HIC, in accordance with its Constitution, identifies
three lines of action in the housing rights field: its recognition, within the
legal framework which regulates housing as well as the policies and tools that
shape the actions of the diverse actors in the field; its defense, which
implies government obligations to respect and protect this right; and its full
implementation for all, independently of income level, social condition,
culture, or religious, political, sexual, or other preferences, etc.
Civil organizations working in the human rights
field usually focus their activity around promotion of their recognition and
primarily on their defense vis-à-vis the state entities responsible to
guarantee and protect their fulfillment. For HIC, this activity does not
translate into improvement of peoples’ living conditions if not paired with
active labor to materially implement these rights.
From this conceptualization derives our Coalition’s
interest in issues related to the production, distribution, and use and
maintenance of housing and other fundamental components of habitat such as
infrastructure, services, and facilities.
More than one-fifth of the world population lives in
very precarious conditions or is entirely homeless. Public policies,
increasingly oriented to conceptualize housing as merchandise, and human
habitat as business, tend to exacerbate this situation, leaving millions of
families without options. These families, found throughout the planet and
especially in poor countries, are forced to self-produce their settlements and
homes, with no support and facing all types of obstacles.
In the southern countries, between 50 and 75 percent
of homes and many of the other components of habitat are produced and distributed
outside or in the margins of the market systems controlled by the private
sector and governmental financial programs. With different names and
characteristics, this phenomenon is produced in all poor countries, and even,
although on a smaller scale, in rural and urban areas of industrialized
We refer to the diverse modalities adopted by this
phenomenon in Latin America as social production of habitat, which is
the name adopted in the title of this project. Social production is understood
as all those processes which generate living spaces, urban components, and
housing, carried out under the control of self-producers and other social
agents acting without lucrative purposes. These agents may originate in the
families themselves acting individually, in informal organized groups, in
social enterprises such as housing cooperatives and associations, or in NGOs,
professional groups, or even charity groups which respond to emergencies and
the needs of vulnerable groups. Self-management modalities range from
spontaneous individual self-production, to collective production implying a
high organizational level of participants, and in many cases complex processes
of production, negotiation, and management of other habitat components.
This production form is found in both the rural and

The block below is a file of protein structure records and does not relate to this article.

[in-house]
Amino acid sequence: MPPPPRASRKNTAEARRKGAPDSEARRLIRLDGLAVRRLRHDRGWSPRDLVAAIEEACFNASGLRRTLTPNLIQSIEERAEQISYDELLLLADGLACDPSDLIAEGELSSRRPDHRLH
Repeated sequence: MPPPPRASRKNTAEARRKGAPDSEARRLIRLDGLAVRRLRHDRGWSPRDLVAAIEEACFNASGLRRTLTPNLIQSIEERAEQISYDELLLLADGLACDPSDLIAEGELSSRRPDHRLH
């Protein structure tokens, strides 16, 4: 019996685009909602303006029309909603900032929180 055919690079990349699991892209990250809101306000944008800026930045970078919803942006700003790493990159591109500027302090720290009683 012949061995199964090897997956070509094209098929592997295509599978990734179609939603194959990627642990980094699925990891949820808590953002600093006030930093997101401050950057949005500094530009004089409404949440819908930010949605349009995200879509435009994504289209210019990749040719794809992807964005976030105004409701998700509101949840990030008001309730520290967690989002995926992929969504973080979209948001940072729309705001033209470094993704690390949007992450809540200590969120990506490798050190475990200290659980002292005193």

the urban spheres, and implies varying levels of social participation in the
diverse housing production phases: planning, construction, distribution, and
use. It begins from the conceptualization of housing and habitat as a process
and not as a finished product; as a social and cultural product and not
merchandise, and as the act of inhabiting and not mere object of exchange.
It is therefore a complex phenomenon expressed in
multiple productive modalities which range from improvement and expansion of
existing housing and new housing production to neighborhood improvement and the
production and management of large urban complexes.
Recognizing the difficulty to denominate this
phenomenon under one common term in all regions, we feel that the concepts
expressed here allow us to establish a common base on which to initiate an
inter-regional discussion process to help us "synchronize” its
conceptualization and articulate a joint plan for its promotion, defense, and
consideration in public policies and in the implementation of adequate
instruments for its strengthening and future development. The strategic role
social production of habitat can have in the struggle to overcome poverty and
the growing deterioration of the social fiber constitutes a solid foundation on
which to build said process.
Social production of habitat, especially that
supported by collective self-managed processes incorporating training,
participative responsibility, organization, and active solidarity among inhabitants, contributes to strengthen
community practices, direct democratic exercise, participants’ self-esteem, and
more vigorous social co-existence.
The growth of organized inhabitants’ management
capacity and their control over habitat production processes; the channeling of
resources from savings, credit, and subsidies within the communities in which
the actions unfold, and the subsequent strengthening of popular market
circuits, contribute in turn to strengthen the economies of individual participants,
the neighborhood community in which they are located, and the popular sectors
as a whole. Investment in improvement of an informal settlement is
essentially investment in improving the productivity of the people and the
urban economy as a whole. Placing the —
collective and individual — human being at the center of their strategies, work
methods, and actions, puts into march innovative processes with profound
content and impact toward transformation of reality.